Millen Hill and Mt Dartmouth are two trailless peaks adjacent to Mt Jefferson in the White Mountains Presidential Range. Millen Hill is on the New Hampshire 200 highest list, while Mt Dartmouth is on the 100 highest list and the more difficult of the two peaks to climb. While I would have been comfortable solo bushwhacking to Millen Hill, I have been a little intimidated by Mt Dartmouth, which is a much more difficult peak to climb based on previous reports by other hikers. So I was glad to team up with two friends for the ascent of both peaks, Bill and Lynn, on the day of the Summer Solstice.
We met that morning at the Cap Ridge Trailhead on Mt Jefferson, which at 3000′, is the highest trailhead in the White Mountains and the shortest trail to summit Jefferson. Only we were headed west and off-trail instead of east and up the Caps Ridge Trail. Before setting out, we applied copious amounts of bug dope and made sure we had our head nets close at hand before heading into the forest and into the insect armageddon we were likely to encounter. In normal years, mosquito and black fly season tend to taper off by Father’s Day in the Whites, but this year has been anything but normal. The only skin I had showing on this hike were the tips of my fingers in my fingerless gloves, and only because I’d mislaid the thin Gorilla Grip Gloves I like to wear on buggy bushwhacks.
Bushwhacking out to Millen Hill was a fairly straightforward whack, although we ran into a lot of forest debris on the way out. While the contours on the map make it look like the route is a gradual slope, there was a multitude of small gullies and rocky outcrops to hike around and over en route. Bill had been out to Millen before and reported that his previous trip has been an easy one, but we had to work a lot harder on ours. On hindsight, I think we dropped too far south on the way to the peak and a more northerly route would have been much more open. Still, we made it to the summit in under an hour in good spirits, signed the log book, and rehydrated before setting off to climb Dartmouth, the big peak of the day.
Bill had some beta that suggested we follow the 3100′ contour along the east side of Dartmouth before climbing to the summit, so we set off toward the Millen-Dartmouth Col hoping to pass it on the southeast side. The woods here were pretty open and we made good time.
We were all wearing ABC watches, so staying on the 3100′ contour was pretty straightforward. ABC stands for Altitude-Barometer-Compass and the benefit of biggest benefit of wearing one, at least from my perspective, is that you can tell where you are on a topographic map based on your altitude and elevation.
But walking along a contour isn’t easy, particularly if it’s along a steep slope because one leg is higher than the other and it can get really tiring to walk this way. In addition, we had to constantly jog around blown-down trees and rocky outcrops that jutted out from the hillside, forcing us to gain or lose elevation to walk around them. Add in the heat and bugs and well, it’s a draining combination.
When we got far enough north to head to the summit, Bill led the way, picking his way through the rocky hillside and rotten vegetation underfoot. It wasn’t easy. The topo made it look like there was a plateau below the summit, but the reality was slightly different. There was a depression below the summit plateau full of blown-down trees that we had to clamber over to get to the other side. I hate this type of terrain and took a faceplant here, painfully stubbing the big toe of my left foot in the process. It hurt so much that I thought I’d broken the toe. But I decided to keep my shoe on to contain any swelling rather than taking it off to inspect the toe and risk not being able to put it back on. It finally feels pretty normal now, a few days later.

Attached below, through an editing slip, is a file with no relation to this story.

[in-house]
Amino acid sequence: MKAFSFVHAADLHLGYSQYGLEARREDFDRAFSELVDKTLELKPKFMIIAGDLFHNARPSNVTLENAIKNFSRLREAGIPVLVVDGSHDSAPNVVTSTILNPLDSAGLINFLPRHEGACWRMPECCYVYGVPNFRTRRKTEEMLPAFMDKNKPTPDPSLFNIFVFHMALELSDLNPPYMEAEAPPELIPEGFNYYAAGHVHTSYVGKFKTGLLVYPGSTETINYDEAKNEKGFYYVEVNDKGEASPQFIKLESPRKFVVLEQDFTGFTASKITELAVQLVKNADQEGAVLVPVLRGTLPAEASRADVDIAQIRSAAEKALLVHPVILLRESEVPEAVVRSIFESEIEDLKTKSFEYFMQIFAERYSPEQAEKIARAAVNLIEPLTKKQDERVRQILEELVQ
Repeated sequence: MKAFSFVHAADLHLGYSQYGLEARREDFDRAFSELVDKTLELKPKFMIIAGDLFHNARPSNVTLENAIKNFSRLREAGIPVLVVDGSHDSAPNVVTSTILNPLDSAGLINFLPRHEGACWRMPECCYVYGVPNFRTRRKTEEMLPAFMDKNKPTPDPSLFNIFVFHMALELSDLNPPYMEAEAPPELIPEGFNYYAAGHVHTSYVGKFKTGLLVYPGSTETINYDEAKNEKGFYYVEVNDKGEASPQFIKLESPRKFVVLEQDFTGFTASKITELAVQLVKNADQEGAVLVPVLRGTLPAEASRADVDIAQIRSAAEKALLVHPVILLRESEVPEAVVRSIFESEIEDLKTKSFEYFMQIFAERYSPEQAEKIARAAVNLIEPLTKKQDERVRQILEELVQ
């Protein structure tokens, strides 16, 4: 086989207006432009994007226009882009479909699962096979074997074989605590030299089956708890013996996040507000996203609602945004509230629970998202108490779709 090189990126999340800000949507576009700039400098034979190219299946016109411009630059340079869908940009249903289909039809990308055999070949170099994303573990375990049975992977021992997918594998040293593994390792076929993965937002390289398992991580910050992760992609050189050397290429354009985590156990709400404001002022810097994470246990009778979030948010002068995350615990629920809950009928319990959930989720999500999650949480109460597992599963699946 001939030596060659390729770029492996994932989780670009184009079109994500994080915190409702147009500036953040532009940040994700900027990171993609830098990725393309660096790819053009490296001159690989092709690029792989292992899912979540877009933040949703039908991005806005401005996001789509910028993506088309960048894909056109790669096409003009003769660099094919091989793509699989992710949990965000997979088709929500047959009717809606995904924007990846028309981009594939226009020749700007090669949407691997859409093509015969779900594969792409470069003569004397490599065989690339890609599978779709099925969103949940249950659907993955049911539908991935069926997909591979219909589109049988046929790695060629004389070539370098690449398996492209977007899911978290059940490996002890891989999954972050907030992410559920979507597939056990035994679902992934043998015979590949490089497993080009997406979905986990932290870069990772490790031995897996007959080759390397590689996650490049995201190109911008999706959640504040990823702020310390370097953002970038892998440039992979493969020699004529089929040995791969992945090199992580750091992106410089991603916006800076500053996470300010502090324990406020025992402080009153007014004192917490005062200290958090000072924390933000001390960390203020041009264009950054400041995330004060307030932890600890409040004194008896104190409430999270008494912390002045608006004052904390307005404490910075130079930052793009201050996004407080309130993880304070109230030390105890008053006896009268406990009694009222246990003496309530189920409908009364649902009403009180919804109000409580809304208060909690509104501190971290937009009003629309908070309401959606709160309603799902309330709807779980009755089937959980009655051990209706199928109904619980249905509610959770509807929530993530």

When we got through the blowdowns, Bill quickly found a faint herd path to the summit canister where we signed the logbook and wolfed down some food, being careful to eat with our head nets on. The insect pressure was simply insane, a fact that was also recorded in the logbook entries we scanned.
The hardest part of a bushwhack, in my experience, is not getting to a summit, but getting back out again reasonably close to where you started. That meant retracing our route by descending to the 3100′ contour and then side-hilling all the way back the way we’d come. It’s easy to lose your concentration though, so you need to be vigilant during this phase of the hike, checking your bearings and elevation lest you fall off course or into a terrain trap that requires an arduous climb back uphill.
We did fall off course briefly during this phase of the hike, but it’s something I know I do often so I’m on the lookout for it. We caught it soon enough and got back on course quickly, side-hilling back the way we’d come, only this time with the other leg higher than the other. But I’ll be the first to admit it, I was beat tired when we got back to the cars at the end of this bushwhack. It’d taken us close to 6 hours to hike 6 miles with only 1000′ of elevation gain, which just goes to show how much harder off-trail hiking is than when you’re on-trail and have a good tread to follow.
Recommended Guidebooks and Maps:
- Appalachian Mountain Club White Mountain Guide, 31st ed.
- AMC White Mountain National Forest Map Set
- White Mountains Map: New Hampshire and Maine